Three young girls were suspended from school after planning to poison and kill a classmate.
At Winterberry Charter School in Anchorage, Alaska, three first-grade students were suspended after planning to poison and kill another student by placing silica gel in her food, KTUU reports. This isn’t the first time this plot has been foiled, according to the parent of one of the suspended students.
Parents of first-grade students were informed of the incident on March 22 through a note from the principal.
"It’s surprising to me that somebody that young could come up with a plan like that," a parent from the school, who wished to remain anonymous, told KTUU. "Gosh, I didn’t think I’d have to talk to my child about leaving his food unattended."
The three girls planned to use silica gel to poison their fellow classmate. According to Carolinas Poison Center, silica gel is non-toxic, although it is frequently placed inside packets that read, "Do not eat."
Another student became aware of the plan and told school officials, KTUU notes.
"We're grateful that that student was able to speak up and obviously at such a young age," Jennifer Castro, spokesperson for the Anchorage Police Department, said.
Local police were involved in the case but said the punishment was to be determined by the district and school. The principal administered a multi-day suspension for the three girls.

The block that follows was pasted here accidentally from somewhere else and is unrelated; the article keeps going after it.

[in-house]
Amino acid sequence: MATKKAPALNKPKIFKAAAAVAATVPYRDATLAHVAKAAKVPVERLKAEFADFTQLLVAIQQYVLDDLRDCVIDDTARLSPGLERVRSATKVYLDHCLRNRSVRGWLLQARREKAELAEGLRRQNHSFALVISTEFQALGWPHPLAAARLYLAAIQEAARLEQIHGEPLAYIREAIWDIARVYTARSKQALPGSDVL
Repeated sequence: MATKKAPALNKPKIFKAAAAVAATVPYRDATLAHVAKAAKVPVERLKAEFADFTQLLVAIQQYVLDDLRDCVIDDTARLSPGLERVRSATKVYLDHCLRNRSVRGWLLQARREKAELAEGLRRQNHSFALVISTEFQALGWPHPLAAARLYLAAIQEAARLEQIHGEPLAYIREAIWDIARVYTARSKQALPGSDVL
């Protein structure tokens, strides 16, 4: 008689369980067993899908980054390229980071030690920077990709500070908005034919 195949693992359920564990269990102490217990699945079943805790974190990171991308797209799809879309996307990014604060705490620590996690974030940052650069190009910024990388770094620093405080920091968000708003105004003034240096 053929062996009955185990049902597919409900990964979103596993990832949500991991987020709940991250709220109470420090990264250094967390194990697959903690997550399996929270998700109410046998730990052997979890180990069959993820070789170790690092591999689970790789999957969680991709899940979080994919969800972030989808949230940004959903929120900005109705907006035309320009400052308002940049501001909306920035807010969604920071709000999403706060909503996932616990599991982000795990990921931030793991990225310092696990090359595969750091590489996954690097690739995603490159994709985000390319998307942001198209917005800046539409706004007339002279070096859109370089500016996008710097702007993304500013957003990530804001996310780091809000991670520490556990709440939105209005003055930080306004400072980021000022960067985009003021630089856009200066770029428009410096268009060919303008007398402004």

"Is that an appropriate punishment for a school that has a several-year waiting list to get it, it’s a lottery school," the anonymous parent added to KTUU. “There’s plenty of other kids that are waiting to get in this school. I don’t think that they deserve to be at this school.”
Over 400 children are on the waiting list for the school. According to the institute's official website, their mission is to promote the development of responsible, healthy and creative students.
Castro believes the incident offers a valuable lesson for parents and children.
"The important lesson here is to really teach your kids if they hear something like this, something where someone intends to do harm to someone else, they should tell someone that they trust right away," Castro said.